Carleen Cruz dreamt of being a Victoria’s Secret model, watching the thin and beautiful angels strutting the runway on her TV in the seventh grade.
But she did not fit the mold, being curvier and more voluptuous.
She recalls being reminded of that reality when she shared what she wanted to be with her Spanish teacher in class, and every one of her classmates laughed.
“They kind of discouraged me, but more so, it made me feel like, ‘I’m going to do this,'” Cruz said, wiping a tear away from her glittery eyelids. “I’m not going to let people’s opinions just because I’m overweight discourage me.”
Cruz, a Compton resident, has been a victim of body shaming but has learned to overcome it.
Dreaming of one day being thin and beautiful so she could be a VS model, it took her time to accept her body for the way it was.
The fashion industry defines plus-sized and curvy women as anyone proportioned larger than a size 4 or 6. In contrast, the retail industry determines plus-sized starting at size 14. Today, the plus-sized American woman averages between sizes 16 to 18.
Because of her petite stature, Kim Holmes, a Pasadena resident and model, also battles with her own self-image, being different.
“In certain clothing industries, [models] have to be tall, skinny, blonde, blue eyes,'” Holmes said. “And I’m not any of those things. I’m a small little Mexican girl. Being the opposite, I’m going after those industries to be like, ‘Hey, I’m different.'”
Holmes got her start after a bad breakup in 2020, and she used modeling to increase her self worth and to learn to love herself again.
“I just did it as a distraction, and it turned out to be something more,” Holmes said. “I didn’t think it’d be something that I’d be kind of good at.”
Holmes hopes to keep improving and strives to one day be a model full-time.
Devogue Johnson, a Long Beach resident, animal behaviorist and model, embraces her body as a way to overcome sexual assault.
Bullied for being a tomboy, she had trouble accepting that she can be feminine and beautiful.
“It took a while for me to understand it’s okay to be feminine because for so long, a girl was used as [meaning] you’re weak and you’re less,” Johnson said. “Now it’s girl power.”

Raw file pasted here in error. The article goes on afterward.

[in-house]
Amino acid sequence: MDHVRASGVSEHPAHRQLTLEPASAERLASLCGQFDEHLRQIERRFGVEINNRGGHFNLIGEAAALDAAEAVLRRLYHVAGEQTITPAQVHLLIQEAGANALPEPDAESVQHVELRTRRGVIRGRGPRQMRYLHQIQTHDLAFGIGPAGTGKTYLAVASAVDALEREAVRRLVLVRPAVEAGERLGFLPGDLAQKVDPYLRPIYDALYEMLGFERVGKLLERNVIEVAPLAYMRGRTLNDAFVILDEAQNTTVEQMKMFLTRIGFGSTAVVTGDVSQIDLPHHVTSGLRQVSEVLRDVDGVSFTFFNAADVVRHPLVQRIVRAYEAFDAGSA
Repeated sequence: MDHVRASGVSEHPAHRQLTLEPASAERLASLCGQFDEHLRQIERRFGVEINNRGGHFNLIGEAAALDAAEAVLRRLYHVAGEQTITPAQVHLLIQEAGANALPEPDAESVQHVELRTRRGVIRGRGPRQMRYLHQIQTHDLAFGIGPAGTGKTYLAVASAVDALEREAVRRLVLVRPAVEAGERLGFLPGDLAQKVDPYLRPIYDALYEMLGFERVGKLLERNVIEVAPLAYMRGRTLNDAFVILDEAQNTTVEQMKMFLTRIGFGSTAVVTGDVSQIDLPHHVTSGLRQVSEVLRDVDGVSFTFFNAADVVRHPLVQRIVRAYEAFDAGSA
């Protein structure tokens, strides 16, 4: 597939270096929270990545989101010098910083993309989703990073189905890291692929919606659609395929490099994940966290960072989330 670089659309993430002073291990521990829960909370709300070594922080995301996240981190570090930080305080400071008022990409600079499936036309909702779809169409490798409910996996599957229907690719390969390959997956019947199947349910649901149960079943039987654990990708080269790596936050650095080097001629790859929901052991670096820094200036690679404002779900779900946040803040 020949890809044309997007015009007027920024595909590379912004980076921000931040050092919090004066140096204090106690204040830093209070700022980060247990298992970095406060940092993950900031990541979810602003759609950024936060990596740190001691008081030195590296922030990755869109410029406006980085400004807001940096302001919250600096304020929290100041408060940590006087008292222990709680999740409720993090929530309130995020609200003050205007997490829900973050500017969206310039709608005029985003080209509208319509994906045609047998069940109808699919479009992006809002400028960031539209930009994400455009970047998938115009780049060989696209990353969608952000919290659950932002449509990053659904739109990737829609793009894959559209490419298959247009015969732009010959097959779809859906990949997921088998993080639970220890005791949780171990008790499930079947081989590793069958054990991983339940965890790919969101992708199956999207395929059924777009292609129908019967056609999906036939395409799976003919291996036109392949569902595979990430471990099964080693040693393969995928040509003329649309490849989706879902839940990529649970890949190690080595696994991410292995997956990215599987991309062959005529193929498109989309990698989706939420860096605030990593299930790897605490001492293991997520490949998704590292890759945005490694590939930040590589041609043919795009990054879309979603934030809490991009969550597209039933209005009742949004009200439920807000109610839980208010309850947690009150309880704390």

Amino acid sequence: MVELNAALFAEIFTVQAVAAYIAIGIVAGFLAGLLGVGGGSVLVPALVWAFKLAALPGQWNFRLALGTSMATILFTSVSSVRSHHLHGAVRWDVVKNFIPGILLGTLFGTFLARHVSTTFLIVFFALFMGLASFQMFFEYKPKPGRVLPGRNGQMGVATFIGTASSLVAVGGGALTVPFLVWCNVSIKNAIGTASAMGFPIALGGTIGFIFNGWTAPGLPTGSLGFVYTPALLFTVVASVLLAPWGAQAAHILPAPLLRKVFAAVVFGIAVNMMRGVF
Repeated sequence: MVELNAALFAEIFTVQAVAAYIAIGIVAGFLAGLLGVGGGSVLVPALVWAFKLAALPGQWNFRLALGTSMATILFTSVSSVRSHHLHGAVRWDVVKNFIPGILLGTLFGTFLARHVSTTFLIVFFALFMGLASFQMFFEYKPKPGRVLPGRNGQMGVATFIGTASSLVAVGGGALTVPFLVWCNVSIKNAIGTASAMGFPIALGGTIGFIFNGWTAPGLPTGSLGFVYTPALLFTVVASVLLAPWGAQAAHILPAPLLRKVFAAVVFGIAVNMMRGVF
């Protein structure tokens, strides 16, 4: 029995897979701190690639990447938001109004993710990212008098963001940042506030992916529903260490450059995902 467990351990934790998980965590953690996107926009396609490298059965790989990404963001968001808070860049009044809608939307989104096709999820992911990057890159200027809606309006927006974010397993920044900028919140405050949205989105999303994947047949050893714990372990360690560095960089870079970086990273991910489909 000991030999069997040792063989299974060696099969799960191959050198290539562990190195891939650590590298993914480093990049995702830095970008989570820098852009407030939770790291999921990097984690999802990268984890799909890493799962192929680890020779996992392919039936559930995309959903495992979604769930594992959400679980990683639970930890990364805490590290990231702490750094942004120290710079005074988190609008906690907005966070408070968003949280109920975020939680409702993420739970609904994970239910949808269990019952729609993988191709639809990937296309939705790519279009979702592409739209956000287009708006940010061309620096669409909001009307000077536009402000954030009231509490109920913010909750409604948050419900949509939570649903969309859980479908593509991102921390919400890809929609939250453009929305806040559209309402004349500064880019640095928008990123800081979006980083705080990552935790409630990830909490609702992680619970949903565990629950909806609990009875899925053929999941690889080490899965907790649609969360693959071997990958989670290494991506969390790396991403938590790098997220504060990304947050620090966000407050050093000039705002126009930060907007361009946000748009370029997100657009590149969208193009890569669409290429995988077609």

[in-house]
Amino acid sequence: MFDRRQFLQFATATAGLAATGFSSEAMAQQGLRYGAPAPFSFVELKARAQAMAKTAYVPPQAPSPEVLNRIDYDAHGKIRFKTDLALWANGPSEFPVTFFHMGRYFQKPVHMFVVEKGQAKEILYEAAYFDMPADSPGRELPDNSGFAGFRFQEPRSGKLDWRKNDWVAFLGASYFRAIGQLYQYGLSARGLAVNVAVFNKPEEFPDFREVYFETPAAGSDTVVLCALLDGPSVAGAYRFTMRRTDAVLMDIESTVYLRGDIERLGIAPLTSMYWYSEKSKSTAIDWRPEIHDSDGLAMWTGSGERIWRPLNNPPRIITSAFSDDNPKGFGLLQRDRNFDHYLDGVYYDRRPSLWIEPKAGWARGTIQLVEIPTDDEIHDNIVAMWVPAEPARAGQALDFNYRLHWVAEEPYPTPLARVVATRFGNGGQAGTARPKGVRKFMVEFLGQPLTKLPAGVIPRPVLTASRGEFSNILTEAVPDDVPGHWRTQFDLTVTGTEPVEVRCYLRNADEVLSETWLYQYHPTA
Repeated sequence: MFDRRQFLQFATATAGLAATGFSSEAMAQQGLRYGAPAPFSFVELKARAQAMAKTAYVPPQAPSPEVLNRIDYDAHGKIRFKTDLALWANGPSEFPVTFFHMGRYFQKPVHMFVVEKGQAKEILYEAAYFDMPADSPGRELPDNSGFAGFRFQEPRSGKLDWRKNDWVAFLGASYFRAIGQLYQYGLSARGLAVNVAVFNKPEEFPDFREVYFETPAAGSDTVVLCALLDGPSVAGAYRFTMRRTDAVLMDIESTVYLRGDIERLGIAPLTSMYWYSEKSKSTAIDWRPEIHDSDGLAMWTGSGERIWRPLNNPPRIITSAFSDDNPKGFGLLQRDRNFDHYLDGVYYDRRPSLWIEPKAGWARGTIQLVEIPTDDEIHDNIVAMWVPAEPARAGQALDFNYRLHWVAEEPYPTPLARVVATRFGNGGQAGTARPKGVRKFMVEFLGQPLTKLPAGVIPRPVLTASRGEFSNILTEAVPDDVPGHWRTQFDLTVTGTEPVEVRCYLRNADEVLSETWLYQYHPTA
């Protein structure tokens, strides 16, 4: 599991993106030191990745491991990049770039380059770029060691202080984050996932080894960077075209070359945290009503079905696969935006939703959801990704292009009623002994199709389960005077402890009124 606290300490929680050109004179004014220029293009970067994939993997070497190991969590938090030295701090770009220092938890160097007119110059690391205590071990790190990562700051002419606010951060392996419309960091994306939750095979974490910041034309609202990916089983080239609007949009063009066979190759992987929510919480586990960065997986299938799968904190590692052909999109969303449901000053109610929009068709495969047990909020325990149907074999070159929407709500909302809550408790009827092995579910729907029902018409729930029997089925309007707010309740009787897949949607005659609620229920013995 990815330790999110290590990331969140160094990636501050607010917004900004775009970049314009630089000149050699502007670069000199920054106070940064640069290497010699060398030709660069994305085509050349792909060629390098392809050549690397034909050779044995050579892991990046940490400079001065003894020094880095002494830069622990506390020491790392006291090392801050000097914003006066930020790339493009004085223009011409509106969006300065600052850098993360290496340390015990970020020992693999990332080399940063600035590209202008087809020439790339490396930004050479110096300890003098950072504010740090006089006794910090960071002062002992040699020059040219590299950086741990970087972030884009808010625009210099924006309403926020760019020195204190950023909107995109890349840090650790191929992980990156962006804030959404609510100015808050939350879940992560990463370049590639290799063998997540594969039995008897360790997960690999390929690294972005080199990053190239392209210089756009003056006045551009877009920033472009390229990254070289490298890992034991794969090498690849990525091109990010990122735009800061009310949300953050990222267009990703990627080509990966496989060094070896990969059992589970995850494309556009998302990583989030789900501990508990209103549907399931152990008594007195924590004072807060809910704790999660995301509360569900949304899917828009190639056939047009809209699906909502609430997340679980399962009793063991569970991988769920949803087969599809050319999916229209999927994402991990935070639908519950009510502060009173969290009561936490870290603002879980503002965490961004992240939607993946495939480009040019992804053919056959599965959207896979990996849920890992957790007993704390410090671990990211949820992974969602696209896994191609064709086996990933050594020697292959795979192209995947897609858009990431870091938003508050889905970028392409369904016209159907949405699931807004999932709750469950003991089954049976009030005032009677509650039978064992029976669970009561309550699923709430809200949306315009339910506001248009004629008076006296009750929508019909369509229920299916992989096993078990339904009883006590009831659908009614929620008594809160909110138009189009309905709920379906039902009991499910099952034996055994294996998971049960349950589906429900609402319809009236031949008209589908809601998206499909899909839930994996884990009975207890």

Starting her career in the special effects body art industry five years ago and moving into high-fashion and implied nude, Johnson has grown as a model who often tries to spice up her photoshoots, trying wild outfits and poses.
While thriving on Instagram, she hopes to be a positive image for other models and advocate for sexual assault victims.
Cruz had an abusive boyfriend who told her that she was not good enough and criticized her size and held her back from experiencing life.
“I was embarrassed and ashamed that he was abusing me physically and emotionally and mentally,” Cruz said. “But one day, I knew I was already ready to leave him.”
Following her breakup, she said she started growing as a person, developing stable relationships and finding her own hobbies.
She found an appreciation for her curvy shape and her modeling career came soon after.
While getting to live out her childhood dream as a model, Cruz continues to do the work because of all of the positive feedback she has received. This led her to dedicate her Instagram page to body positivity.
“A few women reached out to me, and they would tell me ‘You’re an inspiration,'” Cruz said. “‘Because of you, I’m able to wear that bathing suit on vacation that I never thought I wouldn’t be able to wear,’ and that’s what keeps me going. I want to be a positive influence for the girls who love to eat and enjoy eating.”